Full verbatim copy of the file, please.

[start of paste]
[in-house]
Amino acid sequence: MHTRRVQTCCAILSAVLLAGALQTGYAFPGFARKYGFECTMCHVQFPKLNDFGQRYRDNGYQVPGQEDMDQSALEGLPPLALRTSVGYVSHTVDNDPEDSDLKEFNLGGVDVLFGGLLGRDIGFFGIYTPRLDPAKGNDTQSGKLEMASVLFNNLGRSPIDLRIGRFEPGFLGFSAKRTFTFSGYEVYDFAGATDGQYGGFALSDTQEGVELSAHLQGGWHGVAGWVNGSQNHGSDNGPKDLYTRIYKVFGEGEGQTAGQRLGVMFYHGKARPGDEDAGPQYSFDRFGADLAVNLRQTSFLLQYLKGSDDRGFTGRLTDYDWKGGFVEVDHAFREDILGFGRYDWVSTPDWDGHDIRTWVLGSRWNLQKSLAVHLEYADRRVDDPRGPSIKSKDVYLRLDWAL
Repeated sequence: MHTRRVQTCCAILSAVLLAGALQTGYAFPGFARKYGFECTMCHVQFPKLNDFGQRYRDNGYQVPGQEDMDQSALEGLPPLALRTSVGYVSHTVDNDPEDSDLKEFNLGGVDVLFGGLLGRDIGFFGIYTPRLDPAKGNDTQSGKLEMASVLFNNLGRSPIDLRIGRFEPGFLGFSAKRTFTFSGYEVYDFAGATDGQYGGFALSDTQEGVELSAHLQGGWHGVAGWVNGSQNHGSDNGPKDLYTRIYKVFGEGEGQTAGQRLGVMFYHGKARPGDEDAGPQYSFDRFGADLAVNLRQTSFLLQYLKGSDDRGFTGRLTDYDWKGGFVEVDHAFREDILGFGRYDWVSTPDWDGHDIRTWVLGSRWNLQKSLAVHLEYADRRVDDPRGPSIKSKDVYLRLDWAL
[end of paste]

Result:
[in-house]
Amino acid sequence: MHTRRVQTCCAILSAVLLAGALQTGYAFPGFARKYGFECTMCHVQFPKLNDFGQRYRDNGYQVPGQEDMDQSALEGLPPLALRTSVGYVSHTVDNDPEDSDLKEFNLGGVDVLFGGLLGRDIGFFGIYTPRLDPAKGNDTQSGKLEMASVLFNNLGRSPIDLRIGRFEPGFLGFSAKRTFTFSGYEVYDFAGATDGQYGGFALSDTQEGVELSAHLQGGWHGVAGWVNGSQNHGSDNGPKDLYTRIYKVFGEGEGQTAGQRLGVMFYHGKARPGDEDAGPQYSFDRFGADLAVNLRQTSFLLQYLKGSDDRGFTGRLTDYDWKGGFVEVDHAFREDILGFGRYDWVSTPDWDGHDIRTWVLGSRWNLQKSLAVHLEYADRRVDDPRGPSIKSKDVYLRLDWAL
Repeated sequence: MHTRRVQTCCAILSAVLLAGALQTGYAFPGFARKYGFECTMCHVQFPKLNDFGQRYRDNGYQVPGQEDMDQSALEGLPPLALRTSVGYVSHTVDNDPEDSDLKEFNLGGVDVLFGGLLGRDIGFFGIYTPRLDPAKGNDTQSGKLEMASVLFNNLGRSPIDLRIGRFEPGFLGFSAKRTFTFSGYEVYDFAGATDGQYGGFALSDTQEGVELSAHLQGGWHGVAGWVNGSQNHGSDNGPKDLYTRIYKVFGEGEGQTAGQRLGVMFYHGKARPGDEDAGPQYSFDRFGADLAVNLRQTSFLLQYLKGSDDRGFTGRLTDYDWKGGFVEVDHAFREDILGFGRYDWVSTPDWDGHDIRTWVLGSRWNLQKSLAVHLEYADRRVDDPRGPSIKSKDVYLRLDWAL